11 July 2024

Electric car owners will soon find themselves making a greater contribution to the country than they ever imagined. Apart from reducing emissions, electric cars become potential “power plants” that strengthen national energy security or even be part of a disaster relief solution.

The recent signing of MOU between the Electricity Generating Authority of Thailand (EGAT) and Japanese carmakers Nissan and Mitsubishi has brought this dream one step closer to reality. The cooperation is part of the ERC Sandbox Phase 2 project under which a study on Vehicle-to-Grid (V2G) technology is to be implemented. If successful, the virtual power plant (VPP) concept will soon become a reality.

A virtual power plant is a network of decentralized power generating units, such as solar farms, wind farms, and even batteries of electric vehicles (EV). The concept allows for the purchase of excess power from these powergenerating units.

Boonyanit Wongrukmit, EGAT Governor, said that promoting EVs on the local market is a significant step to move Thailand forward to achieve its carbon neutrality goal by 2050. EGAT has taken several initiatives towards this aim and one of them is to build an EV ecosystem.

As part of the study, EGAT and the carmakers will collect information about sending power from EV batteries to buildings and to the grid. A number of electric car owners will be invited to participate in the fieldtesting programme.

“We hope that the information collected from the cooperation on the V2G study will be useful for us in drafting relevant rules and regulations that best support actual alternative energy consumption in the future,” said Boonyanit.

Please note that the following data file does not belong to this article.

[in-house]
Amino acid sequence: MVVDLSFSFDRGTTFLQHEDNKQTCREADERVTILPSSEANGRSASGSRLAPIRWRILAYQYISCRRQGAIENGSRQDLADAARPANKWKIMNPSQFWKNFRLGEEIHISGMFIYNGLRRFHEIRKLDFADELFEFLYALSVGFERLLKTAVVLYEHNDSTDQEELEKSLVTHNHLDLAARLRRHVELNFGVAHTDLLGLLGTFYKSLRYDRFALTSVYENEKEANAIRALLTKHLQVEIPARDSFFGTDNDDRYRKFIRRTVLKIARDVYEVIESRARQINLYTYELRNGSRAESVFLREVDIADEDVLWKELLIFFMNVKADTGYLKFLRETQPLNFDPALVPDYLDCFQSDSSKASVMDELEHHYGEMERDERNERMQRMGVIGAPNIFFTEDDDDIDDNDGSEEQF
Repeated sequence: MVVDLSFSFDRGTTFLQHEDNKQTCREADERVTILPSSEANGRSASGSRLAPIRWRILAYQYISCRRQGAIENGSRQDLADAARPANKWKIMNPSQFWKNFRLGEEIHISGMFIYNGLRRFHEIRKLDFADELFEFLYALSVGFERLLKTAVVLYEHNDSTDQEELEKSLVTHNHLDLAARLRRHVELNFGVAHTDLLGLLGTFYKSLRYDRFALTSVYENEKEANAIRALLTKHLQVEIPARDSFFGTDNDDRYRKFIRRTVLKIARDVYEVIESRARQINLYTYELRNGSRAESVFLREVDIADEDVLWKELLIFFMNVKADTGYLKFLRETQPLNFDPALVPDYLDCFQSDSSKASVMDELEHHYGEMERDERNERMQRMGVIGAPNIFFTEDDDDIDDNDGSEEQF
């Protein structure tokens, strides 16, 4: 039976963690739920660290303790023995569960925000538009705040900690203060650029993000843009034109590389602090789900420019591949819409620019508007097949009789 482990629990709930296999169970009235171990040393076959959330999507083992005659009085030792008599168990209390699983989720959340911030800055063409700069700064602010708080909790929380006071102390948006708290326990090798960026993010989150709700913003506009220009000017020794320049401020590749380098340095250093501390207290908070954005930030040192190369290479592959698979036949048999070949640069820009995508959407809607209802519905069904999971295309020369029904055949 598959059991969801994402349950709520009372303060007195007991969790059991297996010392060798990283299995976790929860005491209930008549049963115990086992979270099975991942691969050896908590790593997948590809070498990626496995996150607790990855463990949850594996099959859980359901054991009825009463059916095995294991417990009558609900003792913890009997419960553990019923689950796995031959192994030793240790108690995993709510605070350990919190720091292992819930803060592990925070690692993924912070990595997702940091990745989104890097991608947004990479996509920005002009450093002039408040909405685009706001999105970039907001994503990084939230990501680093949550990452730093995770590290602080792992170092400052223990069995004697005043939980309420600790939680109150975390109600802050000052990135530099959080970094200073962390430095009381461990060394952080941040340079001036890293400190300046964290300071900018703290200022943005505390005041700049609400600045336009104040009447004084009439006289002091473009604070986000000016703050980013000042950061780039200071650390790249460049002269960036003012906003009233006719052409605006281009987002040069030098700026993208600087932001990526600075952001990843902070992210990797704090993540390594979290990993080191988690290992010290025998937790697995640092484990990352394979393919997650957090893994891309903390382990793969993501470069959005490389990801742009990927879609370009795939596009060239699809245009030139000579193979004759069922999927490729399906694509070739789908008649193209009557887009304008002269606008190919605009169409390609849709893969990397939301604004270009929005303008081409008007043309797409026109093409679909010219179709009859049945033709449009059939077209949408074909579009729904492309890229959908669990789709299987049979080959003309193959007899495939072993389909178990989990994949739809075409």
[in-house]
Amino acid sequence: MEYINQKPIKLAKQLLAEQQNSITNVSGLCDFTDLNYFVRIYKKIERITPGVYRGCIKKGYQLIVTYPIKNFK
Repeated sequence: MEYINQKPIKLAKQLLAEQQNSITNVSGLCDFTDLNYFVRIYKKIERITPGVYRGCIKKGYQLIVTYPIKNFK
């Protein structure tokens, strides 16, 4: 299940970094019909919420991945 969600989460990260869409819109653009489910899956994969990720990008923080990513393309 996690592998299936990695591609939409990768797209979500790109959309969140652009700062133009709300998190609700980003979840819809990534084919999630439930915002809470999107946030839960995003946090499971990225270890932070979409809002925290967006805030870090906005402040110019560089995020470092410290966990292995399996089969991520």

Apart from being an alternative energy solution, EVsopen up new opportunities beyond mobility.

An EV with bi-directional charging technology not only allows EV owners to charge their cars but also enables them to send the energy from their EV batteries to the grid, buildings, or even electrical appliances.

EVs can act as the energy reserve system to be utilized during peak demand. That’s how the VPP concept was drawn up.

During a disaster, EVs can emerge as a disaster relief solution as well. In emergency situations as well as when disaster strikes, power transmission is often interrupted. Communities are affected by power outage. To maintain continuous service, power stored in EV batteries can be used to provide heat, light and enable families to sustain their daily lives while waiting for help. According to Nissan Motor Thailand, 40-watt EV battery can supply enough power for a small family to use for 3-4 days.

This concept has been successfully tested in Japan where earthquakes and tsunami occur more often than in any other country. For example, in the 2011 earthquake and tsunami, a number of Nissan EVs were used as portable power stations, supplying power to hospitals and homes. Inspired by this move, Nissan later expanded this idea by launching the Blue Switch initiative that promotes the use of EV batteries for energy sharing to resolve social issues. As part of this programme, Nissan has been working with Thai government and university in driving awareness on new ways to use EVs.

After the two-year joint study by EGAT and carmakers is completed in 2024, more opportunities about how EVscan be used beyond mobility will be unveiled.